Extremists in Britain acting as Islamic State intermediaries and recruiters are offering teenagers cash to lure them to Syria to join the militant group and marry its fighters, a Times investigation reveals.

Two undercover reporters working for the British newspaper posed online and in text messages as a teenage girl seeking contact with Islamic State militants.

The paper said the journalists were “inundated with approaches and exposed to the full force of extremist propaganda before making contact via Twitter with a hardline jihadist calling himself Abu Abbas al-Lubnani.”

They found that a UK terror cell linked to Islamic State (also known as ISIS, or ISIL) was prepare to offer cash to girls as young as 17 to become jihadist brides, marrying fighters in Syria.

The paper also discovered ISIS oil and ransom money is being funneled in small sums through Western Union to pay for the girls’ travel.

So-called “facilitators” based in London help the teenagers get hold of passports and guide them to the terrorist group’s strongholds in Syria.

Britain has ramped up its surveillance of people likely to travel to the region, yet many slip through to Syria and Iraq to become jihadist brides.

One route involves a flight from Luton Airport to Dortmund in Germany. From there, the would-be brides travel to Istanbul, where they then cross the border into Syria.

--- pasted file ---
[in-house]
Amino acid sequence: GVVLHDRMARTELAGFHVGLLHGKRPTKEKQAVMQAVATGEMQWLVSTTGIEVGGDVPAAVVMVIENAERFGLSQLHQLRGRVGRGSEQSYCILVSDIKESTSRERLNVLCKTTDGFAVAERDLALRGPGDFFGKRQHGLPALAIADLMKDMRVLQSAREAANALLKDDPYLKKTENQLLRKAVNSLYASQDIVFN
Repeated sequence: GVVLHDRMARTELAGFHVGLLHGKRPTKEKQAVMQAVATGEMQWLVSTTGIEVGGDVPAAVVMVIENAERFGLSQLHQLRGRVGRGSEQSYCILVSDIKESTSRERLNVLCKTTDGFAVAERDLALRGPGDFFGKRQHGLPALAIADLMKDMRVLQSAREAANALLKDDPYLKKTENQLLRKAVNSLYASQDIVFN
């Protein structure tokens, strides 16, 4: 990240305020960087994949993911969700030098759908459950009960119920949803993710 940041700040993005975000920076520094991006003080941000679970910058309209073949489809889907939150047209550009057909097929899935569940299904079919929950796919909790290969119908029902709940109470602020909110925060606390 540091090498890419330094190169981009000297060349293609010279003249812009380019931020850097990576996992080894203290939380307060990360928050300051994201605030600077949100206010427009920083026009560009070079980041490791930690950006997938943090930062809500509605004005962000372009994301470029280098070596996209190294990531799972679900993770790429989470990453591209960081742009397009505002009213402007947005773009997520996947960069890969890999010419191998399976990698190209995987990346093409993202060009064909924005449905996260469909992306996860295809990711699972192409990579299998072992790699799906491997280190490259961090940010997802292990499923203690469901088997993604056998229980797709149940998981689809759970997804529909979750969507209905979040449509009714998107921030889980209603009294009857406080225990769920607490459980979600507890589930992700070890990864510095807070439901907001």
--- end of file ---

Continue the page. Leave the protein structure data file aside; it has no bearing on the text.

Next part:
ISIS is using social networks as recruitment tools. A Number 10 spokesman told The Times: “This underlines the real and serious risk of young people here in Britain being radicalized by terrorists in Syria. And it highlights why government, the security agencies, police and online companies all need to join forces against this common threat and do all we can to protect our children.

“We have already shown through our cooperation to tackle online child exploitation that we can do better at preventing access to harmful material online.

“Now we need to take action when it comes to getting extremist material down from the internet. We are making progress with the internet providers but there is clearly more to do.”

Charlie Winter, a researcher with the anti-extremism foundation Quilliam, said: “I have only heard rumors that westerners are actually having their travel funded by Islamic State,” he told The Times. “We also know that it is immensely wealthy. Hence, it would make strategic sense that money would change hands. However, whether it is logistically sound or not is another issue.”

Among the young women known to have left the UK to join ISIS are privately-educated 20-year-old Aqsa Mahmood from Glasgow, and Khadijah Dare, who is married to an ISIS fighter.

Earlier this month British police took a 15-year-old girl off a plane taxiing at Heathrow as she was heading for Istanbul to join ISIS in Syria.

In September, it was revealed ISIS lured American women to Syria to have children with militants in return for money. According to the report conducted by The Times, at least three girls from Somali families in the US state Minneapolis recently went missing. They are believed to have been offered money for each child born along with other benefits.

The family of a 19-year-old girl, also from Minneapolis, said their daughter had travelled to Syria with a passport reportedly arranged by terror recruiters.

Instead of the life they have been promised – as fighters alongside ISIS militants – many foreign recruits end up as cooks or maids.


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